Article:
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Tuesday, July 29, 2014, 4:26 a.m.
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NASA approves space station supply launch

By The Associated Press

This article was published April 13, 2014 at 12:49 p.m.

NASA is pressing ahead with Monday's planned launch of a supply ship despite a critical computer outage at the International Space Station, promising the situation is safe.

Mission managers decided Sunday to proceed with the countdown for the SpaceX capsule, Dragon, already a month late in delivering more than 2 tons of cargo.

"We're good to go," said NASA space station program manager Mike Suffredini.

Suffredini noted the many important supplies aboard the Dragon, including a new spacesuit and repair parts for the older spacesuits already in orbit. "We need to get it on board as soon as we practically can," he told reporters.

The backup computer, located on the outside of the space station, stopped working Friday. The main computer kept operating perfectly, and the six-man crew was never in any danger. NASA debated whether to delay the SpaceX mission and, on Sunday, determined the station has sufficient redundancy to safely support the visiting vessel.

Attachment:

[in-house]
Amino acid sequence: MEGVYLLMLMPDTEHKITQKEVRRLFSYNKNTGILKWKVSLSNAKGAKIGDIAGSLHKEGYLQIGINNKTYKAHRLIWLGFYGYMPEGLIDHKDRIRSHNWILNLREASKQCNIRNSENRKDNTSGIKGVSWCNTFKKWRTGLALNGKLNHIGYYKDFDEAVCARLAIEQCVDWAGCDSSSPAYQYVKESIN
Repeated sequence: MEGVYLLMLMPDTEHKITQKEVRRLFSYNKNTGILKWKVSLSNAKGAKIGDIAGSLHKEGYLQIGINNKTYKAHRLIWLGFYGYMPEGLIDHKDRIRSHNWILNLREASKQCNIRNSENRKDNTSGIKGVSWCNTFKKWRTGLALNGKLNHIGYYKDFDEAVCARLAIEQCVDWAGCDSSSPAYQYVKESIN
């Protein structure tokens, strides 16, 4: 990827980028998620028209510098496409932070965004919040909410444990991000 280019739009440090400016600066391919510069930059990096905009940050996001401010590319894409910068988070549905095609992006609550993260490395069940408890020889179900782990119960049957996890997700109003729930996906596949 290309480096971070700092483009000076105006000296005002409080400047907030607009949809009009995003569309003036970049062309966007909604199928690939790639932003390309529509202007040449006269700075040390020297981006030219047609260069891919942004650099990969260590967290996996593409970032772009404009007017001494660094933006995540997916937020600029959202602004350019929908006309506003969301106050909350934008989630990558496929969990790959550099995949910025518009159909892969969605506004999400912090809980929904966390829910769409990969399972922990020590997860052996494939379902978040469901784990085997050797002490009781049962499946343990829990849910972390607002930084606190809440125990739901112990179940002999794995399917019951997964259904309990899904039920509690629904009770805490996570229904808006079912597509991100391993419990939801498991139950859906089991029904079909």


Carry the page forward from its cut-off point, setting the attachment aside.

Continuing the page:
A spacewalk will be required, meanwhile, to replace the bad computer. Engineers don't know why it failed.

Suffredini said the spacewalk will be conducted by a pair of astronauts on April 22, using suits outfitted with new fan components to avoid the near-disaster that occurred last summer. An Italian astronaut almost drowned when his helmet flooded with water from the suit's cooling system.

An April 22 spacewalk will give SpaceX two chances to get its unmanned Dragon capsule flying. Good weather is forecast for Monday's 4:58 p.m. launch. If that doesn't work, the next launch attempt for the California company's Falcon rocket would come Friday.

NASA is paying SpaceX -- Space Exploration Technologies Corp. -- and Virginia-based Orbital Sciences Corp. to make station deliveries.

As soon as the Dragon soars, the space station's solar panels will be moved into the proper position for its arrival, Suffredini said. That will guard against any complications resulting from additional computer breakdowns. More than a dozen of these computers, called MDMs or multiplexer-demultiplexers, are located on the exterior of the space station.

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